Traditional requirements documentation for software-intensive military systems (e.g., command and control; intelligence, surveillance, reconnaissance, and targeting; and information operations) are insufficient, especially when the usual method of requirements decomposition and analysis takes years. The new Department of Defense (DoD) Software Acquisition Pathway, thankfully, affords most new software systems a ‘pass’ on the traditional requirements definition process (defined through the Joint Capabilities Integration and Development System), possibly accelerating this process. If their weapons are any indication, U.S. adversaries can outpace the DoD’s ability to design, develop, and field software applications. Although these new policies allow for rapid prototyping and acquisition, and software developers are extremely willing to embrace industry best practices, many DoD acquisition program offices are reluctant to change their culture.
The DoD acquisition community embraced the concepts of Lean Six Sigma and value streaming for hardware-dominant programs and projects in the 1990s, but recent publications, such as the Defense Innovations Board’s Do’s and Don’ts for Software and Software Is Never Done, indicate that software-dominant programs and projects fall short of conforming with these concepts. The new DoD Instruction 5000.87: Operation of the Software Acquisition Pathway minimally defines the role of product owner/manager, a position that many industries have institutionalized as a best practice, and on which many books are written.
Although Defense Acquisition University certifications for requirements, program management, engineering, and information systems competencies espouse ideals of product owner and user representation during the early phases of a program, the warfighter value stream responsibilities remain diffuse within a traditionally organized program office. Senior Navy requirements officers remain too far removed from software developers to accurately convey operational commanders’ values and needs in a timely manner, especially if those commanders need to address emergent or immediate changes. Requirements documents lose too much context during the requirements decomposition process.
The following are recommendations to improve the DoD software acquisition process:
1. Establish a product owner/manager training, certification, and career field within DoD and the Department of the Navy that cultivates potential product owner’s existing competencies and expands their skills, focusing on:
- Recent users and customers who know warfighting tactics, techniques, procedures, and maintenance challenges and how warfighters are trained and evaluated. These qualities are critical in determining which warfighter requirements customers will value most in proposed software solutions.
- Those who value continual learning—specifically, those who take courses and read publications that advance warfighting acumen and broaden human-machine teaming and seek to implement best practices from the Air Force’s Kessel Run experimentation lab, the NavalX centers for adaptive warfighting, and the software developers that are invited to the Advanced Naval Technology Exercises (ANTX).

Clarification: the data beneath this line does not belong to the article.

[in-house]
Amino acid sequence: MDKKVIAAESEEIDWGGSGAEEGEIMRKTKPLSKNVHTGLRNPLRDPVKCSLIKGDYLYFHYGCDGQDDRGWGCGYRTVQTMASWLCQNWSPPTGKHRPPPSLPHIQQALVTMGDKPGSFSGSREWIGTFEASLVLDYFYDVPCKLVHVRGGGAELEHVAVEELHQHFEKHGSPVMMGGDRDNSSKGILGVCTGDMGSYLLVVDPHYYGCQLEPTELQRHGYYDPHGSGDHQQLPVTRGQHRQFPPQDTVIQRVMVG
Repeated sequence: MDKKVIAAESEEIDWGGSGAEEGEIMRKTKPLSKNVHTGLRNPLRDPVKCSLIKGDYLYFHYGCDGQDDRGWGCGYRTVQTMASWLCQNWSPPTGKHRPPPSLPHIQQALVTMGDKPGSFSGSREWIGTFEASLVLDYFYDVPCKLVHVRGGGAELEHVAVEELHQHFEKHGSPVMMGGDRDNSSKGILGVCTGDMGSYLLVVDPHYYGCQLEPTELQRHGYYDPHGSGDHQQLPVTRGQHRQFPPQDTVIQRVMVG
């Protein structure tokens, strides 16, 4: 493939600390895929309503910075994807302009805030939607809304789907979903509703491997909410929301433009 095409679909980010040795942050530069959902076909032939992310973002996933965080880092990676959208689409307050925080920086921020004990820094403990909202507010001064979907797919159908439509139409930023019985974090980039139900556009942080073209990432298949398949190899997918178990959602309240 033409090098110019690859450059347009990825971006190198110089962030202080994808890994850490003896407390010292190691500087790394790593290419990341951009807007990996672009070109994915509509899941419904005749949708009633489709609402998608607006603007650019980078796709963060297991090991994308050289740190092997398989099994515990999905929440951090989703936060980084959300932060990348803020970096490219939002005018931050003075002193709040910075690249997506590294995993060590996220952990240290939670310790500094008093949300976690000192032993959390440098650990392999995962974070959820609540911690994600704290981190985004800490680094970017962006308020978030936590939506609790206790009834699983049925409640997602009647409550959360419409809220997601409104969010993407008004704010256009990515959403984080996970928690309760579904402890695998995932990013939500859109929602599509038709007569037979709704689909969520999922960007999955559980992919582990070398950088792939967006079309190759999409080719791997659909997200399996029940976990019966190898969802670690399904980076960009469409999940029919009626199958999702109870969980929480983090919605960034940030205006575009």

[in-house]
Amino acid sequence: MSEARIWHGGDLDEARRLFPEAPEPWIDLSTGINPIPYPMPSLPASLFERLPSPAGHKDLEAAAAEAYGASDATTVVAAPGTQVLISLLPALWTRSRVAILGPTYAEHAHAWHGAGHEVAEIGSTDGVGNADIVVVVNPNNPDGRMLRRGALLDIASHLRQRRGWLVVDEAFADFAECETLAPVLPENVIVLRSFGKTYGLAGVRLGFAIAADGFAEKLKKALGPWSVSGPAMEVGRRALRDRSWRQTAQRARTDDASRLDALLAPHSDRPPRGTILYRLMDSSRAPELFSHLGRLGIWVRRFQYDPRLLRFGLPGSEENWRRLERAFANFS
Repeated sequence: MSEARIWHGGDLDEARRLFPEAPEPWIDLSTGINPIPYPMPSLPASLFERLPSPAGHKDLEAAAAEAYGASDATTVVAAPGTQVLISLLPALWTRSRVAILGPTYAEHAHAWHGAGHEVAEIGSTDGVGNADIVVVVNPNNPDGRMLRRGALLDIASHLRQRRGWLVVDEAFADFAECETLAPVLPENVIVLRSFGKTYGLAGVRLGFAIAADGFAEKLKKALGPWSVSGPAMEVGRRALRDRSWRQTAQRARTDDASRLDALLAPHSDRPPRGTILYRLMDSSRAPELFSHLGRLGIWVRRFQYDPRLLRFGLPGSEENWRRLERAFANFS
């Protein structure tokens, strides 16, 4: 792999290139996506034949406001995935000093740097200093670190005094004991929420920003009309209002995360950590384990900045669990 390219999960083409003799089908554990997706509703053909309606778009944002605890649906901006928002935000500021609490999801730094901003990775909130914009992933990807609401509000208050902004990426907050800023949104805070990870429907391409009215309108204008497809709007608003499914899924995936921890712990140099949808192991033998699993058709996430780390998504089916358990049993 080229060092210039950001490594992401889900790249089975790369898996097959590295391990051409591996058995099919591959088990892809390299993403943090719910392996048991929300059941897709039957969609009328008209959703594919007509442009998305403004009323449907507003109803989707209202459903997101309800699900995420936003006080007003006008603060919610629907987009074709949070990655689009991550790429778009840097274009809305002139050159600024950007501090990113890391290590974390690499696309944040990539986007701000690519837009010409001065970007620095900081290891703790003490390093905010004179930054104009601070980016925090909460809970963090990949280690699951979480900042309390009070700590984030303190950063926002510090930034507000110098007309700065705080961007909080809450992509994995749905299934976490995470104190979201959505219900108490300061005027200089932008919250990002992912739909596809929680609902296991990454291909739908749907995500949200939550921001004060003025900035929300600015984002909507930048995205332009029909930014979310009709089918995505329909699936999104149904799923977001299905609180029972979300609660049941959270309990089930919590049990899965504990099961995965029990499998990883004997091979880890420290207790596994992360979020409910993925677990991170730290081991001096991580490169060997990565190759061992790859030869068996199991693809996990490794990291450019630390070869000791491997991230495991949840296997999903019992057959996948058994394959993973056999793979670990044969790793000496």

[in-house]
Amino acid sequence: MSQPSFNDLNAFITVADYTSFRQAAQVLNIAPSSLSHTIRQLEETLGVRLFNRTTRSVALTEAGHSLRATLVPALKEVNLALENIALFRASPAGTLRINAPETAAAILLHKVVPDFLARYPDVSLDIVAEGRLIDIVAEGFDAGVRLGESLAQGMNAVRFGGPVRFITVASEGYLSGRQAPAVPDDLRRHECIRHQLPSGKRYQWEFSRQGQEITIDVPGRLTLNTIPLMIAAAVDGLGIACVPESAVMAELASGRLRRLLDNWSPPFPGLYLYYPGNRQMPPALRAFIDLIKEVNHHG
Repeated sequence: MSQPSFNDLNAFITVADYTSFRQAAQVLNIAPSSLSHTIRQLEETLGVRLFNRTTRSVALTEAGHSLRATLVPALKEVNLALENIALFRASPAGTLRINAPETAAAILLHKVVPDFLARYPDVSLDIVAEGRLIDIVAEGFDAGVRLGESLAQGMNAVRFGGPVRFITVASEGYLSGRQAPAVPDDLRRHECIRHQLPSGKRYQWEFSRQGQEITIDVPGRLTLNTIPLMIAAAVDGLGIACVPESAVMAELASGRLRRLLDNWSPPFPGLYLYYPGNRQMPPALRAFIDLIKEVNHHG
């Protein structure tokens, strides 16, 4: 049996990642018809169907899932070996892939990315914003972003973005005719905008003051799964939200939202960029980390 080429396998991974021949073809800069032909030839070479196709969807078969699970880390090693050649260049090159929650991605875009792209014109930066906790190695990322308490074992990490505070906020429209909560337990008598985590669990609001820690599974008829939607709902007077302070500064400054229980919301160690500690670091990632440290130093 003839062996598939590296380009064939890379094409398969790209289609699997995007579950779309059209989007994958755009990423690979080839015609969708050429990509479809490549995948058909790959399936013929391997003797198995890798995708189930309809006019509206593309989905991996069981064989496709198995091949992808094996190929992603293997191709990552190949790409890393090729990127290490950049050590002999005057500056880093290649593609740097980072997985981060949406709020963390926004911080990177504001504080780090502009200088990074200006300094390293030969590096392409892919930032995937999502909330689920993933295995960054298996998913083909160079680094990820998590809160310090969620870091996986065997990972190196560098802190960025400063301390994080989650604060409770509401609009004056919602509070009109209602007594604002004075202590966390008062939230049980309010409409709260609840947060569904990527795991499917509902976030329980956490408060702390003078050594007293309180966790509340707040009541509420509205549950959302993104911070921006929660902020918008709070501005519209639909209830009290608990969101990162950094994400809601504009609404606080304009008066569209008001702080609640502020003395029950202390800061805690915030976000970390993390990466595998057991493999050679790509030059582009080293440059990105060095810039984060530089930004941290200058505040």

- Those who are value-minded—who know what warfighters need and can convey these values in writings and diagrams to software engineers and architects.
- Those who have demonstrated innovation and creativity, and will disrupt legacy program office mind-sets to deliver customer-valued solutions.
- Critical thinking and planning that integrates sponsor requirements, warfighter “desire-ments,” and principles of software engineering.
2. Formalize a product owner/manager role in software-dominant acquisition programs. The program manager should brief the component acquisition executive if a product owner/manager with warfighting experience is not needed.
3. Expound on the product owner/manager role in future updates to DoD Software Acquisition Pathway guidance, using industry best practices. One of the goals must be to establish a repeatable process in which the product owner/manager routinely (at least quarterly) invites military operators and future system users (typical paygrades must fall between E-4 and O-3) to participate in planning and development. Too often, system details must be staffed through committees, working groups, and/or operational testers, which wastes valuable time.
The often-quoted management consultant Peter Drucker claimed organizational cultures consume new strategies and processes. Without catalyzing agents, such as a product manager who is a direct consumer of the software acquisition system, cultural change in the defense acquisitions community will continue to be slow, giving U.S. adversaries the advantage.